WASCO, Calif. — When the Railroad Authority started construction in Wasco some time ago, they helped move farmworkers from a labor camp to another place in town because of the close proximity to their work. Since then, some say, this camp has been vacant to farmworkers and a hot spot for gang members and crime.
"These are impacts that have sent ripples through our community, and we need them to be held accountable and responsible for what they've done by choosing to build through Wasco," said Alex Garcia, mayor of Wasco.
While the California High-speed Railroad Authority has a big vision for transportation through the state, Wasco Mayor Alex Garcia says HSRA's plan has derailed their relationship with the community.
"I'm absolutely frustrated with that because what they told us when I was mayor in 2019 was that no matter what happens Alex we will resolve it," said Garcia.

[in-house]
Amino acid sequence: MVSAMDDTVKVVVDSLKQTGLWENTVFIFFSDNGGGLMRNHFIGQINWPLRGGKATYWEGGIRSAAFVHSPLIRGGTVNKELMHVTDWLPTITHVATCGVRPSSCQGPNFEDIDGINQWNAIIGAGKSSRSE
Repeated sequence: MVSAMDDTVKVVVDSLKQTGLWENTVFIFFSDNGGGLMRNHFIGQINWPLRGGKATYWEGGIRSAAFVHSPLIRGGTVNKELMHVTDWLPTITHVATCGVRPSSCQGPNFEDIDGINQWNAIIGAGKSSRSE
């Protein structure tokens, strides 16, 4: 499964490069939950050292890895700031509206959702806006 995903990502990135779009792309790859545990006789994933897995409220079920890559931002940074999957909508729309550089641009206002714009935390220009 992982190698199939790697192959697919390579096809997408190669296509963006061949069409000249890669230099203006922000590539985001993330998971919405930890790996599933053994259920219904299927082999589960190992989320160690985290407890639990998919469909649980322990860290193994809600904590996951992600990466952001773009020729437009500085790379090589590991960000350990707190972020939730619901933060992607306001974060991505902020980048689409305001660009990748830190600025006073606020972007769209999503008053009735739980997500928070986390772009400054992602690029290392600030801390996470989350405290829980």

But that hasn't happened according to Garcia, the issue being the vacant farmworker labor camp.
Now turned into a hotspot for criminal gang members and crime, according to Wasco City Manager Daniel Ortiz-Hernandez.
"In a room like this, they'll close all the doors and barricade themselves using the pieces of lumber to secure the doors so that the deputies can't turn the knob and or just can't open the door just by kicking it in."
HSRA contributed $10 million to help move families from the labor camp to a new location in town, which started in 2018. Soon after, Wasco officials noticed the spike in crime at the vacant camp, prompting the city to ask the HSRA to demolish the property, which was denied.
In a statement to 23ABC News, an HSRA spokesperson said Wasco agreed "in a contract that the authority was not responsible for the abatement and demolition of the former housing complex."
"Why is it that they can turn around and ask for extensions, unforeseen circumstances can arise for them, but when it comes to small, disadvantaged communities like Wasco, it's a no-go," asked Garcia.
Garcia would go on to say that they typed up a new proposal and put it before the railroad board last Tuesday, they are hoping that they reconsider and help them out.
City officials say they have to patrol the camp constantly, specifically, the Kern County Sheriff's Office, in fact, this additional responsibility has taken away from their ability to respond to other calls sometimes according to officials.